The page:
Monarchs booster club soldiers on

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Dan O’Grady (left) and Holly Dambaugh – photo/Andrew Sylvia

MANCHESTER, H –  Even though Manchester no longer has a professional hockey team, it still has a professional hockey team booster club. At least for now.

Last month, the Manchester Monarchs Booster Club met at the Airport Diner for what is currently their last scheduled meeting.

While the AHL edition of the Monarchs had been gone for several years, the club remains part of the Association of AHL Booster Clubs or AAHLBC, with the club meeting coming on the heels of hosting the AAHLBC annual convention in Nashua.

Club President Dan O’Grady hoped that the Monarchs would be returning for another year after seeing Manchester appear on other teams’ schedules for the 2019-’20 season and getting solicitations for season ticket sales from the team.

“When we got the email that they were ceasing operations, it was kind of heartbreaking for us,” he said. “After so many years supporting the team, it was a shock that they were gone.”

O’Grady lives in Salem and before becoming a Monarchs fan, he attended AHL games in Lowell before that team left town. He intends to go to Glens Falls, N.Y. this season to see several members of last year’s Monarchs squad as the play for the Indy Fuel against the Adirondack Thunder.

He also has season tickets for UMass Lowell games, but admits that it’s not quite the same.

“College hockey is a different animal,” he said. “It’s enjoyable to watch UMass Lowell games, but I’d like to watch professional games too. This year though, it’s mainly going to be college hockey.”

Opinions within the club differ over whether there will ever be another professional hockey team in Manchester ever again. Former Club Officer Melissa Leceese thinks the most likely path for a new club would be enticing a move by the Atlanta Gladiators, the Boston Bruins’ current ECHL franchise, and an upgraded video screen at SNHU Arena.

Leceese has been with the booster club since the very beginning of the Monarchs’ days in the AHL, seeing the decline from having some of the highest attendance figures in the AHL near the beginning of the 21st century to what was the second-lowest attendance in the ECHL last year.

She blames the economic crisis and a lack of early playoff success for much of the team’s waning attendance during the AHL years, but thinks the transition from the AHL to the ECHL is what caused the most damage to hockey in Manchester. In particular, she notes that the lack of adjusted ticket prices and poor communication over the fact that Manchester still had a team after the AHL left is what caused the most damage.

“There were a lot of things we heard, that people were upset how things were handled,” she said. “We talked to management, but once people’s feelings are hurt, there’s only so much you can do. Sometimes those rifts are difficult to mend.”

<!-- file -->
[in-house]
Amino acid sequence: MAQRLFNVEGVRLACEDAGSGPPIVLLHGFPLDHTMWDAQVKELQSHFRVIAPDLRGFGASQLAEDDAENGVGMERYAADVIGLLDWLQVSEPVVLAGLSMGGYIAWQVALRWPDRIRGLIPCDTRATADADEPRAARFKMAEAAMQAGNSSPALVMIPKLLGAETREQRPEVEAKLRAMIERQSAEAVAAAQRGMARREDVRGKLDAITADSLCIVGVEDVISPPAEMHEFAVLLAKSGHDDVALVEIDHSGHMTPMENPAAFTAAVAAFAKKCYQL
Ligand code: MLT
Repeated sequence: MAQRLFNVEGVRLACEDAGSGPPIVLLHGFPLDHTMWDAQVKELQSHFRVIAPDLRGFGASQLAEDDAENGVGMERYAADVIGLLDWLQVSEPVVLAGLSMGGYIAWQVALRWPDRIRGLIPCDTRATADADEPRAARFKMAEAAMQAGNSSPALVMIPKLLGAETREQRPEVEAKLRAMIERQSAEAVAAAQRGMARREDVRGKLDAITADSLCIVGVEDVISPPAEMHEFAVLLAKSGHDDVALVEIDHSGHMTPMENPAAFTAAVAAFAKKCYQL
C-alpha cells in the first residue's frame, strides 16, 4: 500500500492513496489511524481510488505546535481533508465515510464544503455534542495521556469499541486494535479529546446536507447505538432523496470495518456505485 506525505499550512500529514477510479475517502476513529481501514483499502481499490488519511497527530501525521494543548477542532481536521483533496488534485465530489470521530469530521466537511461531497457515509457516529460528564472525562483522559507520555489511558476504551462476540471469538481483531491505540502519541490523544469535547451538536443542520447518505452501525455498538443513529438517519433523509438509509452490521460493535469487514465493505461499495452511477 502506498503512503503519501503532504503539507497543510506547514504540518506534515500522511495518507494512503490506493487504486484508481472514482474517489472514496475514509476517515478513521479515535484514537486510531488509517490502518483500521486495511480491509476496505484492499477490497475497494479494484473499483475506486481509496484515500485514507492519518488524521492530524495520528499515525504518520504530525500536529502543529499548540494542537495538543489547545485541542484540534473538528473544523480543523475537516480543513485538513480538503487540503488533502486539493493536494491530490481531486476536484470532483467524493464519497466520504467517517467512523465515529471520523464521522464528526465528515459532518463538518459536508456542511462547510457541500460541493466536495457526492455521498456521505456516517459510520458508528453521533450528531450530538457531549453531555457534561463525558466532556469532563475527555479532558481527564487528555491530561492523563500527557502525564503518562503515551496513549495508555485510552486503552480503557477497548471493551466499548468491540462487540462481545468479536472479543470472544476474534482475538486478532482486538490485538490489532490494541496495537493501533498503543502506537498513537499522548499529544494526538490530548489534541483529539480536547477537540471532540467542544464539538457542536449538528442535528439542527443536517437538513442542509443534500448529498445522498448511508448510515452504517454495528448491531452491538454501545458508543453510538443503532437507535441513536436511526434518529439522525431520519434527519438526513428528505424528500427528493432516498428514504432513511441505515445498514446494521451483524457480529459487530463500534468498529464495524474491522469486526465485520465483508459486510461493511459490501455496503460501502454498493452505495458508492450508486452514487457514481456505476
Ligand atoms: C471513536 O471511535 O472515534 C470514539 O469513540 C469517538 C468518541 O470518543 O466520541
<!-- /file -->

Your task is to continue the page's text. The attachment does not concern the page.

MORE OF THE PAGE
Club member Holly Dambaugh doesn’t think the Gladiators will be enough. Dambaugh would support any new professional team, but thinks that Manchester would not support any new professional team unless it was in the AHL. And she thinks that’s unlikely due to the fact that most NHL teams have moved their AHL affiliates further west. But she still has hope.

“I’m on the fence about professional hockey ever coming back here. I think it left a bitter taste in people’s mouths,” she said. “I’m praying it comes back. We spent winters there, I was at every game.”

However, regardless of whether there will be another professional hockey team, the booster club expects it will live on to continue its charitable efforts in the greater Manchester area.

In past years, the club has offered scholarships to young hockey players and volunteered at area soup kitchens, building a camaraderie that extends beyond the rink.

“Our club will survive because our major purpose isn’t just the team. We’re here to serve the community and that is our purpose,” said Dambaugh. “Having a relationship with the team was good, it was nice to meet the players and we’re here to support them, but the point of this isn’t us, it’s the community.”

More information on the club is available on its Facebook page.


About this Author


Andrew Sylvia

Assistant EditorManchester Ink Link

Born and raised in the Granite State, Andrew Sylvia has written approximately 10,000 pieces over his career for outlets across Massachusetts, New Hampshire and Vermont. On top of that, he's a licensed notary and licensed to sell property, casualty and life insurance, he's been a USSF trained youth soccer and futsal referee for the past six years and he can name over 60 national flags in under 60 seconds according to that flag game app he has on his phone, which makes sense because he also has a bachelor's degree in geography (like Michael Jordan). He can also type over 100 words a minute on a good day.